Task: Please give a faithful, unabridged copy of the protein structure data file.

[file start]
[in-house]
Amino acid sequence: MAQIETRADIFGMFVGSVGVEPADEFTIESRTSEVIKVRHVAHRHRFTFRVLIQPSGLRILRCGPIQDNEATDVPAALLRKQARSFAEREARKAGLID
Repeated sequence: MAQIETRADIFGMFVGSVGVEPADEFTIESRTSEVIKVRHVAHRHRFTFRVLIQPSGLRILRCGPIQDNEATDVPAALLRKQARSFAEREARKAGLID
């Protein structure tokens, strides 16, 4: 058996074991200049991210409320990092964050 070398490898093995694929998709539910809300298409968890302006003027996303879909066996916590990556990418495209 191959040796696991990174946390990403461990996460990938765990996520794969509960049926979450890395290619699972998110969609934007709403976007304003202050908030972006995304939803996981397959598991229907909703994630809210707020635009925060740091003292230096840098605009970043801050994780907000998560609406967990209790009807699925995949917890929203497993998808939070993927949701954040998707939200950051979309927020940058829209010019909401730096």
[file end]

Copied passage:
[in-house]
Amino acid sequence: MAQIETRADIFGMFVGSVGVEPADEFTIESRTSEVIKVRHVAHRHRFTFRVLIQPSGLRILRCGPIQDNEATDVPAALLRKQARSFAEREARKAGLID
Repeated sequence: MAQIETRADIFGMFVGSVGVEPADEFTIESRTSEVIKVRHVAHRHRFTFRVLIQPSGLRILRCGPIQDNEATDVPAALLRKQARSFAEREARKAGLID
């Protein structure tokens, strides 16, 4: 058996074991200049991210409320990092964050 070398490898093995694929998709539910809300298409968890302006003027996303879909066996916590990556990418495209 191959040796696991990174946390990403461990996460990938765990996520794969509960049926979450890395290619699972998110969609934007709403976007304003202050908030972006995304939803996981397959598991229907909703994630809210707020635009925060740091003292230096840098605009970043801050994780907000998560609406967990209790009807699925995949917890929203497993998808939070993927949701954040998707939200950051979309927020940058829209010019909401730096």